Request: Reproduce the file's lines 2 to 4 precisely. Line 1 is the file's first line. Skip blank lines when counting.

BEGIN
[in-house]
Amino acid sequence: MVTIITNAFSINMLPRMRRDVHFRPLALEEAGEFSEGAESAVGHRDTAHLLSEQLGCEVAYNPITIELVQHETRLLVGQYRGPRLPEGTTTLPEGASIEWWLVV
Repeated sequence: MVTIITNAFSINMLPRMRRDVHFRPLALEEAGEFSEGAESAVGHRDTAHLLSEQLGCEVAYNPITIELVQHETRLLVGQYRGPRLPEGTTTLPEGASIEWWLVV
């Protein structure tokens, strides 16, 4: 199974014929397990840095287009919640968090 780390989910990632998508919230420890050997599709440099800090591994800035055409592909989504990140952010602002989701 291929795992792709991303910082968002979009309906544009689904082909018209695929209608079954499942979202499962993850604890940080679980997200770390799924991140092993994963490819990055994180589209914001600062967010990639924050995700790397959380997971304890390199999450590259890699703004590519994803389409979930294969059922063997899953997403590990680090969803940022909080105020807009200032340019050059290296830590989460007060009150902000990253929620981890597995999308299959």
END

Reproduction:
Amino acid sequence: MVTIITNAFSINMLPRMRRDVHFRPLALEEAGEFSEGAESAVGHRDTAHLLSEQLGCEVAYNPITIELVQHETRLLVGQYRGPRLPEGTTTLPEGASIEWWLVV
Repeated sequence: MVTIITNAFSINMLPRMRRDVHFRPLALEEAGEFSEGAESAVGHRDTAHLLSEQLGCEVAYNPITIELVQHETRLLVGQYRGPRLPEGTTTLPEGASIEWWLVV
């Protein structure tokens, strides 16, 4: 199974014929397990840095287009919640968090 780390989910990632998508919230420890050997599709440099800090591994800035055409592909989504990140952010602002989701 291929795992792709991303910082968002979009309906544009689904082909018209695929209608079954499942979202499962993850604890940080679980997200770390799924991140092993994963490819990055994180589209914001600062967010990639924050995700790397959380997971304890390199999450590259890699703004590519994803389409979930294969059922063997899953997403590990680090969803940022909080105020807009200032340019050059290296830590989460007060009150902000990253929620981890597995999308299959």